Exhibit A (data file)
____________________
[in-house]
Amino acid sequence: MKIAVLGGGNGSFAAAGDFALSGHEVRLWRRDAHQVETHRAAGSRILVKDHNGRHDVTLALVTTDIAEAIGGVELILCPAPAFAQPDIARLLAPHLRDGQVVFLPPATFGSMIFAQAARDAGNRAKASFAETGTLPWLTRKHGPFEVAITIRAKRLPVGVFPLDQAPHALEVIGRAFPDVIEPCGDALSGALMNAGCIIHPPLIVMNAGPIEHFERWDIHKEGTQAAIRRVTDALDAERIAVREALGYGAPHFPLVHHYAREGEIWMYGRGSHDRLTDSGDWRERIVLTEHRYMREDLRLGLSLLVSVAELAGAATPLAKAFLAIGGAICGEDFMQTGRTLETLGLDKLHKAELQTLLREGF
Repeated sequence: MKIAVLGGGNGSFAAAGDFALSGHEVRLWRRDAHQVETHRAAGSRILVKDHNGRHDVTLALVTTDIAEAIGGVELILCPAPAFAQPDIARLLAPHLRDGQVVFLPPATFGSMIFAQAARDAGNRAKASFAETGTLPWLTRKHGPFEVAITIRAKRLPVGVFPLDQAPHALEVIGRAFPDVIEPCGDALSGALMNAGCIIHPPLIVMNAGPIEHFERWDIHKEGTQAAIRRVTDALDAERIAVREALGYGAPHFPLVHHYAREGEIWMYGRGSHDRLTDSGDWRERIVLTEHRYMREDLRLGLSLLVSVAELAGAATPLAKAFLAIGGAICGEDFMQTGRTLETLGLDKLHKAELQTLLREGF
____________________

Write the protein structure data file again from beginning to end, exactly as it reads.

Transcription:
[in-house]
Amino acid sequence: MKIAVLGGGNGSFAAAGDFALSGHEVRLWRRDAHQVETHRAAGSRILVKDHNGRHDVTLALVTTDIAEAIGGVELILCPAPAFAQPDIARLLAPHLRDGQVVFLPPATFGSMIFAQAARDAGNRAKASFAETGTLPWLTRKHGPFEVAITIRAKRLPVGVFPLDQAPHALEVIGRAFPDVIEPCGDALSGALMNAGCIIHPPLIVMNAGPIEHFERWDIHKEGTQAAIRRVTDALDAERIAVREALGYGAPHFPLVHHYAREGEIWMYGRGSHDRLTDSGDWRERIVLTEHRYMREDLRLGLSLLVSVAELAGAATPLAKAFLAIGGAICGEDFMQTGRTLETLGLDKLHKAELQTLLREGF
Repeated sequence: MKIAVLGGGNGSFAAAGDFALSGHEVRLWRRDAHQVETHRAAGSRILVKDHNGRHDVTLALVTTDIAEAIGGVELILCPAPAFAQPDIARLLAPHLRDGQVVFLPPATFGSMIFAQAARDAGNRAKASFAETGTLPWLTRKHGPFEVAITIRAKRLPVGVFPLDQAPHALEVIGRAFPDVIEPCGDALSGALMNAGCIIHPPLIVMNAGPIEHFERWDIHKEGTQAAIRRVTDALDAERIAVREALGYGAPHFPLVHHYAREGEIWMYGRGSHDRLTDSGDWRERIVLTEHRYMREDLRLGLSLLVSVAELAGAATPLAKAFLAIGGAICGEDFMQTGRTLETLGLDKLHKAELQTLLREGF